But even that may not be enough. The Achilles heel of the current setup is that progressives, Romer included, at heart all believe in democracy. The system being proposed is definitively undemocratic at a local level (but for which individuals join only by choice).

That's fine - the city claims a right to enforce its laws, and people, by entering, forfeit the right to change the rules themselves.

But is this a credible threat by the city?

Moldbug, I think very presciently, looks ahead and asks a very tough question that I fear Romer doesn't want to answer:
Professor Romer, here is a question for you: suppose your good Mr. Castro says yes, and you get your Guantanamo City up and running, with its Haitian population and Canadian proconsuls. It is, of course, a smashing success, with investment galore.
And then, in ten years, a mob of Haitians gathers in the beautifully landscaped central square, wearing coloured rosettes and throwing rotten eggs, all chanting a single demand: democracy for Guanatanamo City. The Canadians, all in a tizzy, call you. It's the middle of the night in Palo Alto. You pick up the phone. "What should we say?" the Canadians ask. "Yes, or no?"

If they say yes - what, in ten years, will be the difference between Guantanamo and Haiti? If they say no - what do they say next? You'll notice that you have no answer to this question. Hell has little pity for those who decide to forget history.
Perhaps the reason you have so much trouble imagining this scenario is that your own country has been so successful in suppressing actual political democracy, in favor of the administrative caste of which you are a member. To you, the proposition that "politics" should affect the formulation or execution of "public policy" is no less than heresy - like Velveeta on a communion wafer.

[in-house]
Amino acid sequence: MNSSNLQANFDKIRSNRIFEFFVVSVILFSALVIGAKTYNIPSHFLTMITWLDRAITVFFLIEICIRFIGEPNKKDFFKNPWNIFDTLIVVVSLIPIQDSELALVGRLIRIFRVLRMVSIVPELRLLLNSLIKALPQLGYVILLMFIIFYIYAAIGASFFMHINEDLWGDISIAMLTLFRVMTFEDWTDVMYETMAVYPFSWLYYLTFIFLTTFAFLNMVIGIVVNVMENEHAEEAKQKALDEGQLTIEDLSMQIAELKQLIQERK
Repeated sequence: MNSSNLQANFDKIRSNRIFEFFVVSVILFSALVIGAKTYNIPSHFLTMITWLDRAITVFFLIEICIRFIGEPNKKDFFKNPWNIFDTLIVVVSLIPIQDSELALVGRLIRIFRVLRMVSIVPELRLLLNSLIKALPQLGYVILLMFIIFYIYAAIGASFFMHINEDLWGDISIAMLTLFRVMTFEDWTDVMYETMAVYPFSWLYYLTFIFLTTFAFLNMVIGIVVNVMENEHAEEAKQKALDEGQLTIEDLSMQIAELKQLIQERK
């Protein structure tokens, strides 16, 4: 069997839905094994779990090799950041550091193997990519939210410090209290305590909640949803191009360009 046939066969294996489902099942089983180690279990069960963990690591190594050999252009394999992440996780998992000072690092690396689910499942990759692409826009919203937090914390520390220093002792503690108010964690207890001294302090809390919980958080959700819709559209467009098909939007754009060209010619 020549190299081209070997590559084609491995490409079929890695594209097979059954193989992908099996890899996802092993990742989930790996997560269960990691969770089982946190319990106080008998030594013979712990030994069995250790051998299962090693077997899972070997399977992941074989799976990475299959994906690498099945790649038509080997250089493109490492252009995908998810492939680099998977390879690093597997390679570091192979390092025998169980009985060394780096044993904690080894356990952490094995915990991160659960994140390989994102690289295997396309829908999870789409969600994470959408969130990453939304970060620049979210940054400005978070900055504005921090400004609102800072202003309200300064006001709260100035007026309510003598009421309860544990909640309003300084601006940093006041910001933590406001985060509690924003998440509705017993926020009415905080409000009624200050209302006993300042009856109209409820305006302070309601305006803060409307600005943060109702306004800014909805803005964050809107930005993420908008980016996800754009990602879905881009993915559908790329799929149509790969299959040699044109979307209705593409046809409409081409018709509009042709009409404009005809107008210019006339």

Thus, you reinvent colonialism by simply teleporting this managerial state from Canada, where democracy has been effectively suppressed, to Cuba, where democracy has been effectively suppressed. But the subjects of your new state are not Canadians, or even Cubans. The job has not been done.
If you want to suppress their lust for power, a lust which grows in the heart of every man, you can do so. All it takes is a bit of gear and the will to use it. As Wellington said: pour la canaille, la mitraille. But then, my dear professor, you are really reinventing colonialism - not just pretending to do so, for an audience as ignorant, hypocritical and naive as yourself.

Charter cities, should they get off the ground, will last only up until the local citizens start agitating for democracy.

Which they will.

And when that happens, do you think the Canadian administrators will have the nerve to tell them no? And to order the local army and police to enforce such an edict? What, exactly, is the argument that Canadian public servants will be able to advance as to why they should use force to suppress political agitation for a democratic vote? Can you see them making any such pronouncement without their heads exploding?

To ask the question is to know the answer.

I'd be delighted to see Charter Cities succeed. They seem a damn sight better than foreign aid. Moldbug claimed that he didn't think the idea would ever get off the ground. In the three years since, it looks like he might be proved wrong on this point.

But I fear he'll be right on the larger point.

Iterate forwards, Mr Romer. The day will come when you'll have to face a stark choice.

One choice will make you the next Deng Xiaoping.

The other choice will make you the next Ian Smith.

The implications for the ethics of these choices are complicated and thorny.

The implications for economic development, (which this was apparently all about in the first place), alas, are not.